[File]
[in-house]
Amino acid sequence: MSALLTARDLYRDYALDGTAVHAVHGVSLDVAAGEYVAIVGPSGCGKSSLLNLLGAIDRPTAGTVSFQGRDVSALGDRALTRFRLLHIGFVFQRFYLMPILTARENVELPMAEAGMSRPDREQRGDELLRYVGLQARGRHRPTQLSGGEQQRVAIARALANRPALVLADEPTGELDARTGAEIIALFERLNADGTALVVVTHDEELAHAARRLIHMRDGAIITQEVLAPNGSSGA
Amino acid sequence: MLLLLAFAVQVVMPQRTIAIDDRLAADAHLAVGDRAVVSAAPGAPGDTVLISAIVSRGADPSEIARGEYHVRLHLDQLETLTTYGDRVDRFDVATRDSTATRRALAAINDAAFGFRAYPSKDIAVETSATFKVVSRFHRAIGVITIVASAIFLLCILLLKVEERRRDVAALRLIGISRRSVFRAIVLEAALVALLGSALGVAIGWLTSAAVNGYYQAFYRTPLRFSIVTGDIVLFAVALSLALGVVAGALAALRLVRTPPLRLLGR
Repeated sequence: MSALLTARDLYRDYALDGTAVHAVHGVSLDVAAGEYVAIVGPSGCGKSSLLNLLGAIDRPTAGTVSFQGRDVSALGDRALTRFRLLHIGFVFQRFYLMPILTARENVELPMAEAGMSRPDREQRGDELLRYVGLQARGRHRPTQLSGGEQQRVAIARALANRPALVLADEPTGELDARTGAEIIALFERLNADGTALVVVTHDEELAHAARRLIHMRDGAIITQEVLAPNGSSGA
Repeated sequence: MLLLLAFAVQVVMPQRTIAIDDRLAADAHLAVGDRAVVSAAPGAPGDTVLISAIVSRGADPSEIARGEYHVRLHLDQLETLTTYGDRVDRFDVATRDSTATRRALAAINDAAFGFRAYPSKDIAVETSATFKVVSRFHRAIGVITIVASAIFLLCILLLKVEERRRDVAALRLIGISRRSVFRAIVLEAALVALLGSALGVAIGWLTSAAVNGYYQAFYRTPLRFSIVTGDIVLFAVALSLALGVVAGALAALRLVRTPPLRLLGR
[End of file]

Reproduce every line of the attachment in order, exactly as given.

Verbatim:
[in-house]
Amino acid sequence: MSALLTARDLYRDYALDGTAVHAVHGVSLDVAAGEYVAIVGPSGCGKSSLLNLLGAIDRPTAGTVSFQGRDVSALGDRALTRFRLLHIGFVFQRFYLMPILTARENVELPMAEAGMSRPDREQRGDELLRYVGLQARGRHRPTQLSGGEQQRVAIARALANRPALVLADEPTGELDARTGAEIIALFERLNADGTALVVVTHDEELAHAARRLIHMRDGAIITQEVLAPNGSSGA
Amino acid sequence: MLLLLAFAVQVVMPQRTIAIDDRLAADAHLAVGDRAVVSAAPGAPGDTVLISAIVSRGADPSEIARGEYHVRLHLDQLETLTTYGDRVDRFDVATRDSTATRRALAAINDAAFGFRAYPSKDIAVETSATFKVVSRFHRAIGVITIVASAIFLLCILLLKVEERRRDVAALRLIGISRRSVFRAIVLEAALVALLGSALGVAIGWLTSAAVNGYYQAFYRTPLRFSIVTGDIVLFAVALSLALGVVAGALAALRLVRTPPLRLLGR
Repeated sequence: MSALLTARDLYRDYALDGTAVHAVHGVSLDVAAGEYVAIVGPSGCGKSSLLNLLGAIDRPTAGTVSFQGRDVSALGDRALTRFRLLHIGFVFQRFYLMPILTARENVELPMAEAGMSRPDREQRGDELLRYVGLQARGRHRPTQLSGGEQQRVAIARALANRPALVLADEPTGELDARTGAEIIALFERLNADGTALVVVTHDEELAHAARRLIHMRDGAIITQEVLAPNGSSGA
Repeated sequence: MLLLLAFAVQVVMPQRTIAIDDRLAADAHLAVGDRAVVSAAPGAPGDTVLISAIVSRGADPSEIARGEYHVRLHLDQLETLTTYGDRVDRFDVATRDSTATRRALAAINDAAFGFRAYPSKDIAVETSATFKVVSRFHRAIGVITIVASAIFLLCILLLKVEERRRDVAALRLIGISRRSVFRAIVLEAALVALLGSALGVAIGWLTSAAVNGYYQAFYRTPLRFSIVTGDIVLFAVALSLALGVVAGALAALRLVRTPPLRLLGR